Their stance is not conservative at all. It is irresponsible partisan government attempting to hide behind a conservative label, protected by organizations like COAST that provide cover. I'll give you an example. The recent jail decision resulted in DeWine and Heimlich refusing to modify their plan to provide more tax relief to more people. They refused to look at alternatives that would have shortened the length of any new tax; reduced the total amount of taxes collected; or extended the benefit of tax reductions to more people. A copy of my proposed alternative compared to Heimlich's plan is attached at

On the day of the vote I made a motion to change the property tax rollback [which benefits a minority of county taxpayers] to a reduction in the unvoted portion of the county sales tax [which would benefit over one million county sales tax payers]. Heimlich and DeWine denied that move. Yet despite those facts COAST supported Heimlich's plan and opposed mine. Why? Because they are a partisan operation masquerading as an interest group.

Similarly, they have voted against numerous efforts of mine to beef up county public safety; to enhance the county's emergency warning system; to support local law enforcement agencies throughout the county; and to assist veterans and veterans' families. And they are unabashed supporters of corporate welfare, voting for giveaways to big business and offering unquestioning support for all manner of tax abatements.

They aren't conservatives at all. They pick and choose the issues they want to say they are conservative on and ignore all other aspects of their record. They really are partisans who are willing to advance rhetoric over substance.

Part III of the interview: How the county could save Norwood $300,000

SUSAN: Having just recently started our own blog, we took particular notice of the article's statement that you read and post to local blogs as one means to inform the public about your plans for county government. We'd like for you to outline a few of your plans and tell our readers how they will impact/benefit Norwood residents.

TODD PORTUNE: I have been frustrated as a Commissioner that the majority has failed to outline any policy or agenda at all that moves our county forward. Instead, we seem to lurch from one crisis to another without a strategy, playbook or vision.

We created the County Report Card to lead to a prioritization of our effort. I supported it because I thought we would then target the areas that were showing stagnation or negative trends. But when it came time to adopt a strategic plan for the county the majority might as well have thrown the Report Card out the window. They even opposed my effort to make Quality of Life in our Neighborhoods a priority issue to target.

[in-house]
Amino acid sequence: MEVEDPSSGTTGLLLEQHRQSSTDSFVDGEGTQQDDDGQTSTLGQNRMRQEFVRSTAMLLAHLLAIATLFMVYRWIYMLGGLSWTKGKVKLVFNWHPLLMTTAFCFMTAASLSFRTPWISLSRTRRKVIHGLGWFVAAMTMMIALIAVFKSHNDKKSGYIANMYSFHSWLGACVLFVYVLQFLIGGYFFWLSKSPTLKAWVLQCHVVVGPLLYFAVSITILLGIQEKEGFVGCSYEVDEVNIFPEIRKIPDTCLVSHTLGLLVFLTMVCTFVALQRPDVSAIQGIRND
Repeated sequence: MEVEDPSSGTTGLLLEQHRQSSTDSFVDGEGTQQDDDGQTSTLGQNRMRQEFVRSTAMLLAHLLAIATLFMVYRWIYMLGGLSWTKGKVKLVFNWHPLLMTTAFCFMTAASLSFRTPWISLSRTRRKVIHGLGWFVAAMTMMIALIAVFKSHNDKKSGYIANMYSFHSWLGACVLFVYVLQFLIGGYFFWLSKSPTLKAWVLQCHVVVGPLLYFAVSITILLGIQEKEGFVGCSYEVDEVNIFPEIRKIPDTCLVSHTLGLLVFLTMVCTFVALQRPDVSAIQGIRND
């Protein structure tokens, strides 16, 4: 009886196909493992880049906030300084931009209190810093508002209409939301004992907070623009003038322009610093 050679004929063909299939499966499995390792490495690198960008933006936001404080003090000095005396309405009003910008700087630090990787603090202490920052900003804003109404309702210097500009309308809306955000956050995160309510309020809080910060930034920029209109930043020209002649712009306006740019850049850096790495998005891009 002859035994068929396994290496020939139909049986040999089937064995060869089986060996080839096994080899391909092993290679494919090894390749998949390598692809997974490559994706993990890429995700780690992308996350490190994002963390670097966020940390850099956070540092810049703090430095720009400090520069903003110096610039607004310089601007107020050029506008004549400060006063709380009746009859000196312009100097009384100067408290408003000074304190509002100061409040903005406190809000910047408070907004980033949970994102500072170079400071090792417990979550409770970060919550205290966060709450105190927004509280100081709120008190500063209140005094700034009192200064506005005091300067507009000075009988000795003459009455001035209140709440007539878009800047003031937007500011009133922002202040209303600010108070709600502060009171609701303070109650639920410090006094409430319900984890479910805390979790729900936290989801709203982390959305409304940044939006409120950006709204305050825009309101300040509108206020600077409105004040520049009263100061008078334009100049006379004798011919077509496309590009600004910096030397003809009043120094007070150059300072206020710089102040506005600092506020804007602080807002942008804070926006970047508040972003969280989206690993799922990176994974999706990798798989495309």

We have no policy about public safety. No policy about the quality of life in our neighborhoods. No policy about public health, or about transportation or the environment. Instead their policy seems to be to only cut, cut and cut without any regard to impact or need. No successful business is run that way. You cannot waste - we agree on that - but to be successful in business, or in life, or in government, you also have to be willing to make strategic investments. They have forgotten that.

One big area where they continue to ignore an obvious benefit is in the running of the county's communications center. I have tried since my second week of office in January 2001 to get the commissioners to pay for the operation of this critical county function. The county used to do that. But by "running the county like a business" the commissioners began a terrible practice of charging local communities like Norwood the cost of the operations. The practice produced fragmentation in the system and worse yet denied jurisdictions like Norwood of needed public safety dollars. I want the county to pay for the operations of the center. Doing so will result in Norwood having almost $300,000.00 more to pay for more police officers or firefighters, or to enhance their ability to respond. It will improve the day to day issues of fighting crime, preventing fires, and responding to medical emergencies.

Attached at are a couple of my broad plans on how to get the county moving again in the areas of economic development and in the area of improving public health without raising taxes.

SUSAN: Thank you so much for blogging with us today, Commissioner, and we invite you to post here any time you'd like. Is there anything you care to add before we conclude?

TODD PORTUNE: I think we have covered it for now. Thanks for this wonderful opportunity, and I hope we can do this again.